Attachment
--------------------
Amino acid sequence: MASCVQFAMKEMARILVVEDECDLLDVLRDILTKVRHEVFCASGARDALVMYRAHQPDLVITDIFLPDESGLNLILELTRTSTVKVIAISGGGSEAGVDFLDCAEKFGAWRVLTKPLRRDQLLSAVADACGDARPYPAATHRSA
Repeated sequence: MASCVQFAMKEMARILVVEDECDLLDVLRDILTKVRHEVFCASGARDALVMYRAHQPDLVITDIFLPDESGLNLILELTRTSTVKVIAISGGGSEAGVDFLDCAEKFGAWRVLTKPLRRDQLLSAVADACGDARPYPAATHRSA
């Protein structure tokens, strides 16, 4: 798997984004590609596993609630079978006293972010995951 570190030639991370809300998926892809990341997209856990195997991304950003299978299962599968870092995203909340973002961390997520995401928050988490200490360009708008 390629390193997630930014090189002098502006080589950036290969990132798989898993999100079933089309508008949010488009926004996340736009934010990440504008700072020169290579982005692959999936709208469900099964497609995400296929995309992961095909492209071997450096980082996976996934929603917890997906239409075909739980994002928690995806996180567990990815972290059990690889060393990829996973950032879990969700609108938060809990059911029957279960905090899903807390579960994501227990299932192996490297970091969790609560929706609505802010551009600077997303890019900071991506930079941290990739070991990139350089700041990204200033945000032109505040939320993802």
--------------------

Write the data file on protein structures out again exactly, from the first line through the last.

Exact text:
Amino acid sequence: MASCVQFAMKEMARILVVEDECDLLDVLRDILTKVRHEVFCASGARDALVMYRAHQPDLVITDIFLPDESGLNLILELTRTSTVKVIAISGGGSEAGVDFLDCAEKFGAWRVLTKPLRRDQLLSAVADACGDARPYPAATHRSA
Repeated sequence: MASCVQFAMKEMARILVVEDECDLLDVLRDILTKVRHEVFCASGARDALVMYRAHQPDLVITDIFLPDESGLNLILELTRTSTVKVIAISGGGSEAGVDFLDCAEKFGAWRVLTKPLRRDQLLSAVADACGDARPYPAATHRSA
């Protein structure tokens, strides 16, 4: 798997984004590609596993609630079978006293972010995951 570190030639991370809300998926892809990341997209856990195997991304950003299978299962599968870092995203909340973002961390997520995401928050988490200490360009708008 390629390193997630930014090189002098502006080589950036290969990132798989898993999100079933089309508008949010488009926004996340736009934010990440504008700072020169290579982005692959999936709208469900099964497609995400296929995309992961095909492209071997450096980082996976996934929603917890997906239409075909739980994002928690995806996180567990990815972290059990690889060393990829996973950032879990969700609108938060809990059911029957279960905090899903807390579960994501227990299932192996490297970091969790609560929706609505802010551009600077997303890019900071991506930079941290990739070991990139350089700041990204200033945000032109505040939320993802």